Friday, August 14, 2009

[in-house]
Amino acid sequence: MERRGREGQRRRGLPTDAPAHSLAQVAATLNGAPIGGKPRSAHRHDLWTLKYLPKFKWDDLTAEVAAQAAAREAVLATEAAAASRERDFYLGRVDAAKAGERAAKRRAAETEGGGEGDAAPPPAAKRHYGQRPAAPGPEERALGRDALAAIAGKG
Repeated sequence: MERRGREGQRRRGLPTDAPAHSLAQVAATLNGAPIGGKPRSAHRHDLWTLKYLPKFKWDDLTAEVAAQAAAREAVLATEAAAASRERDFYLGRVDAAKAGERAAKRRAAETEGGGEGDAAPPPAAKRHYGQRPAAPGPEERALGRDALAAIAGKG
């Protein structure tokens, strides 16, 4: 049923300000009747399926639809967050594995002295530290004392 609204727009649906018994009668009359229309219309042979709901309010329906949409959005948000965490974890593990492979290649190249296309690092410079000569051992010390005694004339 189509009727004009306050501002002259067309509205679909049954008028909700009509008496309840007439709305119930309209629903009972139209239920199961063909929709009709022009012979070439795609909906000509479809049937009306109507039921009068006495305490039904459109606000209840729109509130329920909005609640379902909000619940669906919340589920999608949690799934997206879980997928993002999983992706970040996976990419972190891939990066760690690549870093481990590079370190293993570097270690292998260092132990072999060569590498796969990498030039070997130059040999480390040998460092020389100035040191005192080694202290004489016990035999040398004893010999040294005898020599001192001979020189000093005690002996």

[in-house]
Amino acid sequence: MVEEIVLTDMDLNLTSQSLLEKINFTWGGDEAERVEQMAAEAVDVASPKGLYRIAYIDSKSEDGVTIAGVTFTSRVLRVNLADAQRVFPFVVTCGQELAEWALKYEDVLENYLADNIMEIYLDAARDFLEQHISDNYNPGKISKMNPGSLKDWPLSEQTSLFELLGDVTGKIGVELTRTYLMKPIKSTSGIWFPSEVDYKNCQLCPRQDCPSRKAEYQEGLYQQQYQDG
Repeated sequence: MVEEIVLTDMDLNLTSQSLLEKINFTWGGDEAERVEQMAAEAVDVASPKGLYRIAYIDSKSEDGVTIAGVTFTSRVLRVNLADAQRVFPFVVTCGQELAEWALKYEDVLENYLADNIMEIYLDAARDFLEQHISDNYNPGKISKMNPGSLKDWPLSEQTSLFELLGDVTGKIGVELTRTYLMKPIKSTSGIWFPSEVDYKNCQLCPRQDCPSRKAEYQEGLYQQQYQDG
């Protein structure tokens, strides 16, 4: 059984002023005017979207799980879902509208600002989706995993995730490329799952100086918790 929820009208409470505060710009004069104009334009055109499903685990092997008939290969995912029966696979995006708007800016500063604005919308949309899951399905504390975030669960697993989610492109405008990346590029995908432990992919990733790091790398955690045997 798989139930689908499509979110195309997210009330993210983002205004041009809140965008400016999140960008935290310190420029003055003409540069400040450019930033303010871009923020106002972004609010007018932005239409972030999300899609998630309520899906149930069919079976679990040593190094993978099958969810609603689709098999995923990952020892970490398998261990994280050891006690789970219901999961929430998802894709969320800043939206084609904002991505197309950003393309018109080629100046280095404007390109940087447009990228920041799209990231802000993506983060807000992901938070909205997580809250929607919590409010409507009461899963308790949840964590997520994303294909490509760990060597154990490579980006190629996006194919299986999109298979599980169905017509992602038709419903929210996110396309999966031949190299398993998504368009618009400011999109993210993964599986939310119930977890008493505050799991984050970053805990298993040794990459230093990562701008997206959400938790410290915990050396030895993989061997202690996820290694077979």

This week's walk down memory lane comes courtesy of my daughter. She and I were having a great discussion on the phone last night while she waited in a bar for a friend. She was laughing at my blog post about the Blackberry (which she had read on her BB) and then the chat turned to books. Babygirl is an exceptionally well-read daughter, but tends to read mostly non-fiction, and indicated that she was looking forward to her vacation later this month so she could get some serious reading done. She said was thinking of re-reading Winds of War, and some of Herman Wouk's other work. I had forgotten how much I enjoyed Winds of War, and War and Rememberance. Wouk's ability to give us a history lesson at the same time we get romance, and a great view of the social and cultural mores of the era is the strong point of his historical fiction. The books trace the fortunes (or misfortunes) of a military family living in Pearl Harbor when the war breaks out, their moves to DC and to Europe, and give us a personal run-in with Nazi anti-semitism. The history is pretty close to reality, the relationships are intense and well-portrayed and although we may know how the war turned out, we are still on the edge of our seats waiting to see how things turn out for the main players. I confess that I read some of the reviews before I did this post to be sure my memories were not too warped. Several reviewers appear to be dismayed by what they see as Wouk's sexism, and how he portrayed women. My daughter and I had talked about the reality of his portrayal in that this is how life was. I don't think the author was trying to endorse or legitimize a belittling of women, nor was he trying to paint them as ditzy, witless, and unable to do anything serious. He simply writes about the role of women, particularly the wives of military officers during the period, with a clarity and acuity that gives us a true picture of what those families endured, and how they coped with the anxieties and challenges of living through a major global conflict. If you haven't had a good summer read, these are certainly worth digging out (I"ll bet there's a copy at a relative's house) or checking out of your local library. Thanks to Lisa for jogging my memory bank.